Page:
Introduction

This blog contains regular postings relating to the Traditional Latin Liturgy of the Roman Catholic Church. It includes regular commentary on the saints days and the liturgical cycle, with brief background and extracts from the liturgy both in Latin and English. Much of the material has been extracted from the 'St Andrew's Daily Missal', Dom Gueranger's 'Liturgical Year', or similar sources.

Related website: http://www.liturgialatina.org/





Sunday, 14 February 2016

14th February, St Valentine, Priest and Martyr

St Valentine, Priest and Martyr

St. Valentine was a holy priest of Rome who was martyred under the Emperor Aurelian in 270. He co-operated in the Saviour's Redemption "by bearing the cross after Him" (Gospel). "Having made the sacrifice of his life for Him, he finds it again" (Ibid.), for, "victorious in his terrible fight" (Epistle), God "crowns him in heaven with glory and honour" (Offertory).

Sharing in a spirit of penitence the redeeming sufferings of the Saviour, let us ask Him "through the intercession of St. Valentine, to be delivered from all the ills that threaten us" (Collect).

In virtute tua, Domine laetabitur justus: et super salutare tuum exsultabit vehementer: desiderium animae ejus tribuisti ei. * Quoniam praevenisti eum in bendictionibus dulcedinis: posuisti in capite ejus coronam de lapide pretioso.
In Thy strength, O Lord, the just man shall joy and in Thy salvation he shall rejoice exceedingly: Thou hast given him his heart's desire. For Thou hast prevented him with blessing of sweetness: Thou hast set on his head a crown of precious stones.
(Psalm 20:2-3,4 from the Introit of Mass)

Praesta, quaesumus, omnipotens Deus: ut, qui beati Valentini Martyris tui natalitia colimus, a cunctis malis imminentibus, ejus intercessione, liberemur.
Grant, we beseech Thee, O almighty God, that we who keep the festival of Thy holy martyr Valentine, may be delivered by his intercession from all dangers that threaten us.
 
From the Catholic Encyclopaedia: http://www.newadvent.org/cathen/15254a.htm

1st Sunday in Lent

1st Sunday in Lent

Station at St John Lateran

Originally the forty days of penance were counted from this Sunday. The liturgical gathering of the "station" takes place to-day, as it was since the fourth century, at Saint John Lateran, which is the patriarchal basilica of the Bishops of Rome. At its first consecration, it was dedicated to "Saint Saviour," a name which calls to mind the Redemption accomplished by our Blessed Lord.

Immediately after His baptism, our Lord began to prepare for His public life by a fast of forty days in the mountainous desert which stretches between Jericho and the mountains of Judea. It was there that He was tempted by Satan, who wished to discover whether the son of Mary was in reality the Son of God (Gospel).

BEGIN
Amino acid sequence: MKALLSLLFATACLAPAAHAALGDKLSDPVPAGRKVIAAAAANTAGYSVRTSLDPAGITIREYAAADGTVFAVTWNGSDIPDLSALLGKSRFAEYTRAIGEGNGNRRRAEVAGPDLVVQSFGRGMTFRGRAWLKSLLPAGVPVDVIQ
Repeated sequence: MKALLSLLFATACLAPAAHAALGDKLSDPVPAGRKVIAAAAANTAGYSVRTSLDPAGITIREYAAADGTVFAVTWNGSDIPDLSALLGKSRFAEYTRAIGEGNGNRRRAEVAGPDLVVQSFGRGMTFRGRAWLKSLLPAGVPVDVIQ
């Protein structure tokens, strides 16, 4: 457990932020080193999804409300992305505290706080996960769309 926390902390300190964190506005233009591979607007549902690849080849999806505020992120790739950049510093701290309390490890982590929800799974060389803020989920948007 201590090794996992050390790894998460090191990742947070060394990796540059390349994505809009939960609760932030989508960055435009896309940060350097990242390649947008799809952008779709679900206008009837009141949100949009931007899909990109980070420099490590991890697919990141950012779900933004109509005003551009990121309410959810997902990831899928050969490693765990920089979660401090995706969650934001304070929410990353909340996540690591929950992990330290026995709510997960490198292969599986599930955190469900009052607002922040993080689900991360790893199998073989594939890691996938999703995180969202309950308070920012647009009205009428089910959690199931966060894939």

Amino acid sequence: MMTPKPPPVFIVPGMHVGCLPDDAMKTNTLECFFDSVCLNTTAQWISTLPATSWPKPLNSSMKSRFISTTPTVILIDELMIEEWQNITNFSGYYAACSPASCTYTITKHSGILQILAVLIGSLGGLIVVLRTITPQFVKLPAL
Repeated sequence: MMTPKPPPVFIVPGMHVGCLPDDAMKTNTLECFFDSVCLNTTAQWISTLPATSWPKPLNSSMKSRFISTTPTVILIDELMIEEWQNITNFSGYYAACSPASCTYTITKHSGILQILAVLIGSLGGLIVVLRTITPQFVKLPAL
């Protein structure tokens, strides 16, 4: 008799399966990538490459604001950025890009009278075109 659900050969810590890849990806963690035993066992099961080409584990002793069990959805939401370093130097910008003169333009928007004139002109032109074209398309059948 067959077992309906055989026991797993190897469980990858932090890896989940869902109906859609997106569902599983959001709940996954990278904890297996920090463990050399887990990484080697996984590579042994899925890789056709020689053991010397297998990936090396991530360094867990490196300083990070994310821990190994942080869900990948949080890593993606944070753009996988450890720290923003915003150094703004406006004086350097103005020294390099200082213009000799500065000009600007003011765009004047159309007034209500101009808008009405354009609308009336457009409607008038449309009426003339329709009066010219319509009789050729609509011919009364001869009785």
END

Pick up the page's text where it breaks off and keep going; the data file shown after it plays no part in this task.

As in the case of Adam, he adresses his first attack to the senses. Our Lord is hungry and the tempter suggests to Him that He should turn stones into bread. In the same way he tries, during these forty days, to make us give up our fasting and mortification. This is the concupiscence of the flesh.

The devil had promised our first parent that he should be as God. Now he takes our Lord to the pinnacle of the Temple and tries to induce Him to let Himself be carried by the angels through the air amidst the applause of the crowds below. Satan tempts us by pride, which is opposed to the spirit of prayer and meditation on God's word. This is the pride of life.

Finally, just as he had promised Adam a knowledge which like that of God Himself, should enable him to know all things, so Satan assures Jesus that he will make Him ruler over all created things if He will fall at his feet and worship him. In the same way the devil seeks to attach us to temporal goods, when we ought, by alms and works of charity, to be doing good to our neighbour. This is the concupiscence of the eyes or avance.

Since the "word of the Spirit is the word of God", our Lord made use of the ninetieth psalm against Satan, and this is the theme of the whole Mass and is found again and again in the office of the day. "His truth shall cover thee with a shield," says the psalmist. This psalm is, therefore, the ideal psalm for Lent as a special time of warfare against the devil. Again, the eleventh verse, "He hath given His angels charge over thee, to keep thee in all thy ways," recurs in Vespers like a refrain during the whole season. We find the entire psalm in the Tract, which reminds us of the old custom of singing psalms during certain parts of the Mass. Some of its verses make up the Introit with its verse, the Gradual, the Communion and the Offertory, which last was fonnerly composed, in to-day's mass, of three verses instead of one, following the order of the threefold temptation as recorded in the Gospel.